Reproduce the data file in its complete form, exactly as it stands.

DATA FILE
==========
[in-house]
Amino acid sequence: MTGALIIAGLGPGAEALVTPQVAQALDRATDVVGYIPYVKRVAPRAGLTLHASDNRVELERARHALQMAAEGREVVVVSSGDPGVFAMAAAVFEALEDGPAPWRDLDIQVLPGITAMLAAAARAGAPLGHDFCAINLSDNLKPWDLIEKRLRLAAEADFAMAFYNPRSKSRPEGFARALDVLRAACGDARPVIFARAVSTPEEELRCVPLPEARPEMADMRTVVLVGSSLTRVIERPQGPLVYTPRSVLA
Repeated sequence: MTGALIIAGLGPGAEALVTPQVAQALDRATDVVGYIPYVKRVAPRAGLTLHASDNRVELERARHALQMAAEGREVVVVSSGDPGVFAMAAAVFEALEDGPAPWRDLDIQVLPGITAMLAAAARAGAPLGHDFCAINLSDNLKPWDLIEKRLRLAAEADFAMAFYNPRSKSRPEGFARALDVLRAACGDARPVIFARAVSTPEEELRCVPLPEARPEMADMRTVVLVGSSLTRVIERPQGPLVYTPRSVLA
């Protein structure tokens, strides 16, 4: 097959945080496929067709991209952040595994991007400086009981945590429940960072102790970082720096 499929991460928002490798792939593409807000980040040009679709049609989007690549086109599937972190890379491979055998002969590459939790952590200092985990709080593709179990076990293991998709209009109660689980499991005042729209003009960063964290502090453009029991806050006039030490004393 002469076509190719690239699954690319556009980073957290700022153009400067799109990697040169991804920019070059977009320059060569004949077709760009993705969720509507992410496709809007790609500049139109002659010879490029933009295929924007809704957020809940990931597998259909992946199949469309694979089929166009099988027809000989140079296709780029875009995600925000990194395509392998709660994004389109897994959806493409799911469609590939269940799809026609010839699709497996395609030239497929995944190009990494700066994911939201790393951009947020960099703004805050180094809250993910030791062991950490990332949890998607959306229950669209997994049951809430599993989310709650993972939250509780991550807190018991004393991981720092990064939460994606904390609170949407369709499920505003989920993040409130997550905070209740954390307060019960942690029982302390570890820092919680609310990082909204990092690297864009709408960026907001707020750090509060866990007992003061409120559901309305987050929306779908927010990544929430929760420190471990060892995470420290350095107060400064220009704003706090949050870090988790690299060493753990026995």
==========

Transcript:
[in-house]
Amino acid sequence: MTGALIIAGLGPGAEALVTPQVAQALDRATDVVGYIPYVKRVAPRAGLTLHASDNRVELERARHALQMAAEGREVVVVSSGDPGVFAMAAAVFEALEDGPAPWRDLDIQVLPGITAMLAAAARAGAPLGHDFCAINLSDNLKPWDLIEKRLRLAAEADFAMAFYNPRSKSRPEGFARALDVLRAACGDARPVIFARAVSTPEEELRCVPLPEARPEMADMRTVVLVGSSLTRVIERPQGPLVYTPRSVLA
Repeated sequence: MTGALIIAGLGPGAEALVTPQVAQALDRATDVVGYIPYVKRVAPRAGLTLHASDNRVELERARHALQMAAEGREVVVVSSGDPGVFAMAAAVFEALEDGPAPWRDLDIQVLPGITAMLAAAARAGAPLGHDFCAINLSDNLKPWDLIEKRLRLAAEADFAMAFYNPRSKSRPEGFARALDVLRAACGDARPVIFARAVSTPEEELRCVPLPEARPEMADMRTVVLVGSSLTRVIERPQGPLVYTPRSVLA
């Protein structure tokens, strides 16, 4: 097959945080496929067709991209952040595994991007400086009981945590429940960072102790970082720096 499929991460928002490798792939593409807000980040040009679709049609989007690549086109599937972190890379491979055998002969590459939790952590200092985990709080593709179990076990293991998709209009109660689980499991005042729209003009960063964290502090453009029991806050006039030490004393 002469076509190719690239699954690319556009980073957290700022153009400067799109990697040169991804920019070059977009320059060569004949077709760009993705969720509507992410496709809007790609500049139109002659010879490029933009295929924007809704957020809940990931597998259909992946199949469309694979089929166009099988027809000989140079296709780029875009995600925000990194395509392998709660994004389109897994959806493409799911469609590939269940799809026609010839699709497996395609030239497929995944190009990494700066994911939201790393951009947020960099703004805050180094809250993910030791062991950490990332949890998607959306229950669209997994049951809430599993989310709650993972939250509780991550807190018991004393991981720092990064939460994606904390609170949407369709499920505003989920993040409130997550905070209740954390307060019960942690029982302390570890820092919680609310990082909204990092690297864009709408960026907001707020750090509060866990007992003061409120559901309305987050929306779908927010990544929430929760420190471990060892995470420290350095107060400064220009704003706090949050870090988790690299060493753990026995």